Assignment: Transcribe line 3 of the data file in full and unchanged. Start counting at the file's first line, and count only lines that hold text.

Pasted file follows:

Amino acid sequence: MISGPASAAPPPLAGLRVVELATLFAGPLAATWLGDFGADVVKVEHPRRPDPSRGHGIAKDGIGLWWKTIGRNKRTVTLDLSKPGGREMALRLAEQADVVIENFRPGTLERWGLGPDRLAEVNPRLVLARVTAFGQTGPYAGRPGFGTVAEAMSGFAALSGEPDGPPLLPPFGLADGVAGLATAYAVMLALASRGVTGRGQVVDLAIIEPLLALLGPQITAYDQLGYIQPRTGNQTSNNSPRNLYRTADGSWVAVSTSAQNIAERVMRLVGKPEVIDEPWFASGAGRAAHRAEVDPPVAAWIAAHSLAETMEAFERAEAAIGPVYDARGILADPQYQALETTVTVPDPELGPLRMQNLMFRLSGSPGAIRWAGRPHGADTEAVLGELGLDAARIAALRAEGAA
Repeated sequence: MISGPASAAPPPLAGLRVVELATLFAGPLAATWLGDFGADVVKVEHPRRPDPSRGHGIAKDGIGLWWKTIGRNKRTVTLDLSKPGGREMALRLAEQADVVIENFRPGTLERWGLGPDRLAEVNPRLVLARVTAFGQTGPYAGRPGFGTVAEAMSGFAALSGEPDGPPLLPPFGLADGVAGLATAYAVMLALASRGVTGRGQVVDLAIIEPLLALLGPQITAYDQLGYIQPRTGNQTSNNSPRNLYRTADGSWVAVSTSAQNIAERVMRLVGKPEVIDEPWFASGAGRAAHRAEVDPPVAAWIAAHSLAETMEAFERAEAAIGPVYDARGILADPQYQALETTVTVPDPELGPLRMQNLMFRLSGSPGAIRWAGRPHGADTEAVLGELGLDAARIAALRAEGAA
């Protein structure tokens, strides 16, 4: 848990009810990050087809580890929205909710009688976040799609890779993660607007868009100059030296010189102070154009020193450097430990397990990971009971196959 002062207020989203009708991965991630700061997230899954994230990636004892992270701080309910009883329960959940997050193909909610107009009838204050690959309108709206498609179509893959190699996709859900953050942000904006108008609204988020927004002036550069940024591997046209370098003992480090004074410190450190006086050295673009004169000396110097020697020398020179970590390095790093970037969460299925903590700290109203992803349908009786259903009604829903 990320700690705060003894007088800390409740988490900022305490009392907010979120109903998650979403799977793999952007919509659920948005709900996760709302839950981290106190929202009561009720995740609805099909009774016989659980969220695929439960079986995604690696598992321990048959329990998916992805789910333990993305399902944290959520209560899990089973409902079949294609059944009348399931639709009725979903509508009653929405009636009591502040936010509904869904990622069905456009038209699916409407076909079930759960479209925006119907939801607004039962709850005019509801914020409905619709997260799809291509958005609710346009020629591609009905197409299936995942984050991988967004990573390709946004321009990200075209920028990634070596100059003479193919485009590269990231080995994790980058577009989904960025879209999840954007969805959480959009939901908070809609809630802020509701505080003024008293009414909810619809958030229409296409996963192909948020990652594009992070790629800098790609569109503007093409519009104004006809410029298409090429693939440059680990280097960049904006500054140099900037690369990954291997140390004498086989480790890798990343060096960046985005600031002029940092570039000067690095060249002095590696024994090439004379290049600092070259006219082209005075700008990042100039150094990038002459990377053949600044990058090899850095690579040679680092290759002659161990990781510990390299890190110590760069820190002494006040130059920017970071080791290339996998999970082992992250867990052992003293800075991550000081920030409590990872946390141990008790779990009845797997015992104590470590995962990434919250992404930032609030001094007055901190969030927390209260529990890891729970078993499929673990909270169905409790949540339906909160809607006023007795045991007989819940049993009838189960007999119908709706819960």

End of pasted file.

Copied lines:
């Protein structure tokens, strides 16, 4: 848990009810990050087809580890929205909710009688976040799609890779993660607007868009100059030296010189102070154009020193450097430990397990990971009971196959 002062207020989203009708991965991630700061997230899954994230990636004892992270701080309910009883329960959940997050193909909610107009009838204050690959309108709206498609179509893959190699996709859900953050942000904006108008609204988020927004002036550069940024591997046209370098003992480090004074410190450190006086050295673009004169000396110097020697020398020179970590390095790093970037969460299925903590700290109203992803349908009786259903009604829903 990320700690705060003894007088800390409740988490900022305490009392907010979120109903998650979403799977793999952007919509659920948005709900996760709302839950981290106190929202009561009720995740609805099909009774016989659980969220695929439960079986995604690696598992321990048959329990998916992805789910333990993305399902944290959520209560899990089973409902079949294609059944009348399931639709009725979903509508009653929405009636009591502040936010509904869904990622069905456009038209699916409407076909079930759960479209925006119907939801607004039962709850005019509801914020409905619709997260799809291509958005609710346009020629591609009905197409299936995942984050991988967004990573390709946004321009990200075209920028990634070596100059003479193919485009590269990231080995994790980058577009989904960025879209999840954007969805959480959009939901908070809609809630802020509701505080003024008293009414909810619809958030229409296409996963192909948020990652594009992070790629800098790609569109503007093409519009104004006809410029298409090429693939440059680990280097960049904006500054140099900037690369990954291997140390004498086989480790890798990343060096960046985005600031002029940092570039000067690095060249002095590696024994090439004379290049600092070259006219082209005075700008990042100039150094990038002459990377053949600044990058090899850095690579040679680092290759002659161990990781510990390299890190110590760069820190002494006040130059920017970071080791290339996998999970082992992250867990052992003293800075991550000081920030409590990872946390141990008790779990009845797997015992104590470590995962990434919250992404930032609030001094007055901190969030927390209260529990890891729970078993499929673990909270169905409790949540339906909160809607006023007795045991007989819940049993009838189960007999119908709706819960």